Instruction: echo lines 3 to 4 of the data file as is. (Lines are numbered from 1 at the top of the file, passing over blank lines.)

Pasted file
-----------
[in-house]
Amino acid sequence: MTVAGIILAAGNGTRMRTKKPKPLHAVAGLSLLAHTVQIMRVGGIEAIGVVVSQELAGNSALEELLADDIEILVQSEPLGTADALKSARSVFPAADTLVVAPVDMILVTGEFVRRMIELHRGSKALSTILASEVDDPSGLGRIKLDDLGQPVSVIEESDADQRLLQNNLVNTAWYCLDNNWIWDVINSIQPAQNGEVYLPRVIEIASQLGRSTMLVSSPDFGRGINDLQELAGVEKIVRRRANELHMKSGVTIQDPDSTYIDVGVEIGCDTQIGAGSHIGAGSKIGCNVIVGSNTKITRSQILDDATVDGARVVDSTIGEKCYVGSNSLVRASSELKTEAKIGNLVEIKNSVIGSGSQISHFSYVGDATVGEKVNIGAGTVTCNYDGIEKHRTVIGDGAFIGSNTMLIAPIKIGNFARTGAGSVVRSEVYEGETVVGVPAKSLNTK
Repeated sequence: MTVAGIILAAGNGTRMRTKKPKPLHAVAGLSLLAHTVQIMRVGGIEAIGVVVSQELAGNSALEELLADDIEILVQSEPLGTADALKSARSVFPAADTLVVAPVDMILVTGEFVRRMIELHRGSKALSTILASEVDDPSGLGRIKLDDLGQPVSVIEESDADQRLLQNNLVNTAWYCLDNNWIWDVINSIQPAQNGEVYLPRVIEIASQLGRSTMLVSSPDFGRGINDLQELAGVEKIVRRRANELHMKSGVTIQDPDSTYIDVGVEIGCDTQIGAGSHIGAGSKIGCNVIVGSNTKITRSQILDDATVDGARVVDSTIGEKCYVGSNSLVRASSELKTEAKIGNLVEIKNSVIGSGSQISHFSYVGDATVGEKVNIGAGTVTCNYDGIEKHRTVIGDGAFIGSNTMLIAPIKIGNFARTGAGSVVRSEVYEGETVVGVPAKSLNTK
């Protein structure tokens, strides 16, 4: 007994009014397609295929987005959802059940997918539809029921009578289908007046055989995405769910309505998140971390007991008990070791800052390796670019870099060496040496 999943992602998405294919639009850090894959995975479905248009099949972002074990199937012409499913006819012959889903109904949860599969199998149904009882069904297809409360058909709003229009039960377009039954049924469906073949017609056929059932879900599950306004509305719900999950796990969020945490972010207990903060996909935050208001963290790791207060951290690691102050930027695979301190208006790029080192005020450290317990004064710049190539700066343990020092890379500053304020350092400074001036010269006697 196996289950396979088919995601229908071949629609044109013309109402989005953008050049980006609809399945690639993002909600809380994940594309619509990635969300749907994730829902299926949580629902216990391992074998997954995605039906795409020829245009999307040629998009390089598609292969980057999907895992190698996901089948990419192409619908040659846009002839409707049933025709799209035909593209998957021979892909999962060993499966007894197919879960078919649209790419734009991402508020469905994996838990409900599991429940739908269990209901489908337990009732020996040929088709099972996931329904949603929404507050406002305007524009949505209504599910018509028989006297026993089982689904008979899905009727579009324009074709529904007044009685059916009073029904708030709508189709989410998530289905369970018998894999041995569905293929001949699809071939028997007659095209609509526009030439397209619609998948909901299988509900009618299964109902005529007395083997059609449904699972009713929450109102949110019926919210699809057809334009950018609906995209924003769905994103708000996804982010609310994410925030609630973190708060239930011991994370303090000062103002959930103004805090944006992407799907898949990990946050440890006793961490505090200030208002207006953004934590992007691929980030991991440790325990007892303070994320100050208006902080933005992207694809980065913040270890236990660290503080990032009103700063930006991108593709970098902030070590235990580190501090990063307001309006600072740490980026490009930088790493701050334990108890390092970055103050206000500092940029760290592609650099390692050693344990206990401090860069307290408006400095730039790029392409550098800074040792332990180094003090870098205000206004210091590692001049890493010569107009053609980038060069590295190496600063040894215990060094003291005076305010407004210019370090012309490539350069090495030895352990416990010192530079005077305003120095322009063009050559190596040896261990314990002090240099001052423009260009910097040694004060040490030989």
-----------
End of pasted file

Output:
Repeated sequence: MTVAGIILAAGNGTRMRTKKPKPLHAVAGLSLLAHTVQIMRVGGIEAIGVVVSQELAGNSALEELLADDIEILVQSEPLGTADALKSARSVFPAADTLVVAPVDMILVTGEFVRRMIELHRGSKALSTILASEVDDPSGLGRIKLDDLGQPVSVIEESDADQRLLQNNLVNTAWYCLDNNWIWDVINSIQPAQNGEVYLPRVIEIASQLGRSTMLVSSPDFGRGINDLQELAGVEKIVRRRANELHMKSGVTIQDPDSTYIDVGVEIGCDTQIGAGSHIGAGSKIGCNVIVGSNTKITRSQILDDATVDGARVVDSTIGEKCYVGSNSLVRASSELKTEAKIGNLVEIKNSVIGSGSQISHFSYVGDATVGEKVNIGAGTVTCNYDGIEKHRTVIGDGAFIGSNTMLIAPIKIGNFARTGAGSVVRSEVYEGETVVGVPAKSLNTK
């Protein structure tokens, strides 16, 4: 007994009014397609295929987005959802059940997918539809029921009578289908007046055989995405769910309505998140971390007991008990070791800052390796670019870099060496040496 999943992602998405294919639009850090894959995975479905248009099949972002074990199937012409499913006819012959889903109904949860599969199998149904009882069904297809409360058909709003229009039960377009039954049924469906073949017609056929059932879900599950306004509305719900999950796990969020945490972010207990903060996909935050208001963290790791207060951290690691102050930027695979301190208006790029080192005020450290317990004064710049190539700066343990020092890379500053304020350092400074001036010269006697 196996289950396979088919995601229908071949629609044109013309109402989005953008050049980006609809399945690639993002909600809380994940594309619509990635969300749907994730829902299926949580629902216990391992074998997954995605039906795409020829245009999307040629998009390089598609292969980057999907895992190698996901089948990419192409619908040659846009002839409707049933025709799209035909593209998957021979892909999962060993499966007894197919879960078919649209790419734009991402508020469905994996838990409900599991429940739908269990209901489908337990009732020996040929088709099972996931329904949603929404507050406002305007524009949505209504599910018509028989006297026993089982689904008979899905009727579009324009074709529904007044009685059916009073029904708030709508189709989410998530289905369970018998894999041995569905293929001949699809071939028997007659095209609509526009030439397209619609998948909901299988509900009618299964109902005529007395083997059609449904699972009713929450109102949110019926919210699809057809334009950018609906995209924003769905994103708000996804982010609310994410925030609630973190708060239930011991994370303090000062103002959930103004805090944006992407799907898949990990946050440890006793961490505090200030208002207006953004934590992007691929980030991991440790325990007892303070994320100050208006902080933005992207694809980065913040270890236990660290503080990032009103700063930006991108593709970098902030070590235990580190501090990063307001309006600072740490980026490009930088790493701050334990108890390092970055103050206000500092940029760290592609650099390692050693344990206990401090860069307290408006400095730039790029392409550098800074040792332990180094003090870098205000206004210091590692001049890493010569107009053609980038060069590295190496600063040894215990060094003291005076305010407004210019370090012309490539350069090495030895352990416990010192530079005077305003120095322009063009050559190596040896261990314990002090240099001052423009260009910097040694004060040490030989």